Zia Mohyeddin as I knew him

His contribution to this genre of art is enormous and many students owe their training and success to Zia Mohyeddin.

By S. M. Shahid | March 2023

There has been an unprecedented outpouring of condolences on social media on the demise of Zia Mohyeddin: his fans and friends’ prayers for his eternal peace, eulogizing his work, mourners recalling their encounter and cherished moments with the icon. A few posts have highlighted his parentage, his year of birth (1931, though unsure whether it is June 20 or December 20) the city of his birth, educational institutions he attended, etc.

An excellent write-up in Dawn by Mira Hashmi, granddaughter of Faiz Ahmad Faiz, provides certain facts of his life that I believe not many among Zia Mohyeddin’s admirers would be aware of; information such as Zia’s father Mr. Khadim Mohyeddin not being happy with his son for his lack of interest in music. Zia himself has confirmed this in his writing: “In all my travels I have met no one outside the musical profession who cared so intensely about music. My father mused that countless treasures lay in store for me if I learnt to appreciate music. It took me a very long time to discover that he was right.”

On the contrary, he loved to participate in Urdu debates at the Government College Lahore. However, when he tried to delve into acting, he again confesses: “I was turned away (by the Government College Dramatic Club) on the grounds that debaters were not welcome.”

In the aforementioned article by Mira, the readers’ memory has been also refreshed by recalling Zia’s illustrious film career: his roles in Eugene O’Neil’s “Long Day’s Journey into Night” and “Julius Caesar”, his West End debut in E.M. Foster’s “A Passage to India,” David Lean’s Oscar award winning film “Lawrence of Arabia”, his work on stage and in films “Behold a Pale Horse”, “Khartoum,” etc. All this was during the 1950s and 1960s, following which he returned home to take up the stewardship of PIA Arts and Dance Academy in Karachi. But the tragic events of the 1970s compelled him to return to England where he resumed his work in films and television: “The Jewel in the Crown” and TV series “Family Pride” and “Here and Now” happened during this decade.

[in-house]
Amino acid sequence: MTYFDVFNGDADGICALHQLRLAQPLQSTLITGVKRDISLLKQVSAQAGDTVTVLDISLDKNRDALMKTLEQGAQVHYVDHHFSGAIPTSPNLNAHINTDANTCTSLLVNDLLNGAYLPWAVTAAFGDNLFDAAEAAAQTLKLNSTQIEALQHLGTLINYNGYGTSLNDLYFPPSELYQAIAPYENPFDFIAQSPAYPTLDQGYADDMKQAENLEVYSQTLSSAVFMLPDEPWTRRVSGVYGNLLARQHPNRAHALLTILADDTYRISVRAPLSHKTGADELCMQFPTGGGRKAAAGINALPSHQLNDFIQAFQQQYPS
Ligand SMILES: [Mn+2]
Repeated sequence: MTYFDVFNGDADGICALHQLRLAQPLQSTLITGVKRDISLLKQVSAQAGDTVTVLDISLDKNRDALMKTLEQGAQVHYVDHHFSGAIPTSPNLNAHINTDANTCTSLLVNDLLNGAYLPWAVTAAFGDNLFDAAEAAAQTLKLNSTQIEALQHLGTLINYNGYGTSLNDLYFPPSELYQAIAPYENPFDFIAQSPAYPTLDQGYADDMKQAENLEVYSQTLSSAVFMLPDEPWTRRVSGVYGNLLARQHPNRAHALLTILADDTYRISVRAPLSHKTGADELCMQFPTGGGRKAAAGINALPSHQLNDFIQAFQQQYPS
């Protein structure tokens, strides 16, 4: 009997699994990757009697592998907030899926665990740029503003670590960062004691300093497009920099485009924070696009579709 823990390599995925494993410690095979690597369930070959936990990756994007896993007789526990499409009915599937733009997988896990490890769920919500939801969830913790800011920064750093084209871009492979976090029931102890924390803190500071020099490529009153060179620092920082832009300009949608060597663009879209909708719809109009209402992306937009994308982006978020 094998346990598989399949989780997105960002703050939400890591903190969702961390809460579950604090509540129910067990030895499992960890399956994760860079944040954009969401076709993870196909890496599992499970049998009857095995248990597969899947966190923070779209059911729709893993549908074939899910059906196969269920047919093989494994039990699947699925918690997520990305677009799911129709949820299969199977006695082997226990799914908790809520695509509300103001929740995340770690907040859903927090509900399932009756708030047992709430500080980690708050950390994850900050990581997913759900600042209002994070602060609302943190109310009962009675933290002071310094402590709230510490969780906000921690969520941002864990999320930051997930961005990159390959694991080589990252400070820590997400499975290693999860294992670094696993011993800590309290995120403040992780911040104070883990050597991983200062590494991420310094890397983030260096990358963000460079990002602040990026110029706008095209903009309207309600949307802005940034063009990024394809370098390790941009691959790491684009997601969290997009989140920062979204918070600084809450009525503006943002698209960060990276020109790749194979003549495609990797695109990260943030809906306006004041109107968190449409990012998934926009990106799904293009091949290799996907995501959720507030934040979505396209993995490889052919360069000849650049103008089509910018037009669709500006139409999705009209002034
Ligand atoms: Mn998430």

At the turn of the century when Zia was in his mid-70s, he was invited to the President House in 2004 where General Pervez Musharraf asked him to submit a plan for setting up a proper art academy in Karachi for promotion of theatre and music.

I had never met him before, so I was surprised when he phoned me one morning and wished to meet me to discuss the proposed music syllabus. That same evening he graced my place with his presence. As I escorted him upstairs to the study, the electricity went off and I had to guide him to the terrace instead of towards the study. I fetched a candle and a mosquito coil and we settled down to exchange notes on the syllabus for Napa Music Department. We also threw light in the dark on the future of culture and art in the troubled City of Lights!

A few months later, the National Academy of Performing Arts (NAPA) was inaugurated by the President Gen. Pervez Musharraf. The mandate of the Academy was exclusively theatre and music.

Theatre was his forte. So, he took no time to put together an impressive faculty of qualified and well known people – Khalid Ahmad, Rahat Kazmi, Talat Husain, Anjum Ayaz and others. But being a man with candor and sincerity he chose not to interfere in or supervise the Music department and left it to the two well-known music men who had remained close to him, actor and a fine composer Arshad Mahmood and one of our most sureela sitar players Nafees Ahmad.

Today, while I deeply mourn his death and marvel at his glorious career, I also ponder over what hampered the development of a result-oriented Music Faculty at NAPA that could claim to be at par with the Theatre Faculty. Sadly, I come to the conclusion that though Zia’s father Khadim Mohyeddin, a man madly in love with classical music, and Zia’s own cousins Ayub and Dawood Rahbar becoming accomplished musicians – Ayub who was my friend and I called him Ayub Bhai played Dilruba, an instrument with metal frets but played with a bow, and Prof. Dawood Rahbar who taught comparative religion at Boston University in the US, had become a fine classical singer – Zia chose not to follow the same line. Undoubtedly, he had a keen ear for classical music, since he had spent his childhood and boyhood in a home that reverberated with the sound of music. But he kept his focus on theatre and acting which remained his passion all his life. His contribution to this genre of art is enormous and many students owe their training and success to Zia Mohyeddin. His work enriched our life. We will miss him for a long time.